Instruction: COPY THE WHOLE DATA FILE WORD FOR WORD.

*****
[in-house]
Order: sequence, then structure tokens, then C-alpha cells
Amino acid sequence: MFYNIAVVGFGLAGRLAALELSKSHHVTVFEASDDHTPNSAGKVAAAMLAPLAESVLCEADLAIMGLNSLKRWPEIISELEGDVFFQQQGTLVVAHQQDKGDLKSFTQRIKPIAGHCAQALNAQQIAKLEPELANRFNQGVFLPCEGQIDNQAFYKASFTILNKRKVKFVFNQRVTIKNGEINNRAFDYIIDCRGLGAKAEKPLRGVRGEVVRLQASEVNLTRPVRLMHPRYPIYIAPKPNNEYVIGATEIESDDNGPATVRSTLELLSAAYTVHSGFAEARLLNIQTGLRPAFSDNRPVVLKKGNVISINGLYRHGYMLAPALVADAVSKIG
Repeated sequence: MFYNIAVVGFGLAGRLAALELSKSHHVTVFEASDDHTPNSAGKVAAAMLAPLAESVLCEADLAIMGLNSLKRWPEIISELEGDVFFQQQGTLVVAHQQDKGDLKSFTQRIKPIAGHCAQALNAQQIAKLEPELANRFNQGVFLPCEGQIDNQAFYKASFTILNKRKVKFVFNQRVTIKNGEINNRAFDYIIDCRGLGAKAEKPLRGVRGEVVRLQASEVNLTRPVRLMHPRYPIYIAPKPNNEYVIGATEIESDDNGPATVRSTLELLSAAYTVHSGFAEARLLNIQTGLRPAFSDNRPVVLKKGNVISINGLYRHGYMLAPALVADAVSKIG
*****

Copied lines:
[in-house]
Order: sequence, then structure tokens, then C-alpha cells
Amino acid sequence: MFYNIAVVGFGLAGRLAALELSKSHHVTVFEASDDHTPNSAGKVAAAMLAPLAESVLCEADLAIMGLNSLKRWPEIISELEGDVFFQQQGTLVVAHQQDKGDLKSFTQRIKPIAGHCAQALNAQQIAKLEPELANRFNQGVFLPCEGQIDNQAFYKASFTILNKRKVKFVFNQRVTIKNGEINNRAFDYIIDCRGLGAKAEKPLRGVRGEVVRLQASEVNLTRPVRLMHPRYPIYIAPKPNNEYVIGATEIESDDNGPATVRSTLELLSAAYTVHSGFAEARLLNIQTGLRPAFSDNRPVVLKKGNVISINGLYRHGYMLAPALVADAVSKIG
Repeated sequence: MFYNIAVVGFGLAGRLAALELSKSHHVTVFEASDDHTPNSAGKVAAAMLAPLAESVLCEADLAIMGLNSLKRWPEIISELEGDVFFQQQGTLVVAHQQDKGDLKSFTQRIKPIAGHCAQALNAQQIAKLEPELANRFNQGVFLPCEGQIDNQAFYKASFTILNKRKVKFVFNQRVTIKNGEINNRAFDYIIDCRGLGAKAEKPLRGVRGEVVRLQASEVNLTRPVRLMHPRYPIYIAPKPNNEYVIGATEIESDDNGPATVRSTLELLSAAYTVHSGFAEARLLNIQTGLRPAFSDNRPVVLKKGNVISINGLYRHGYMLAPALVADAVSKIG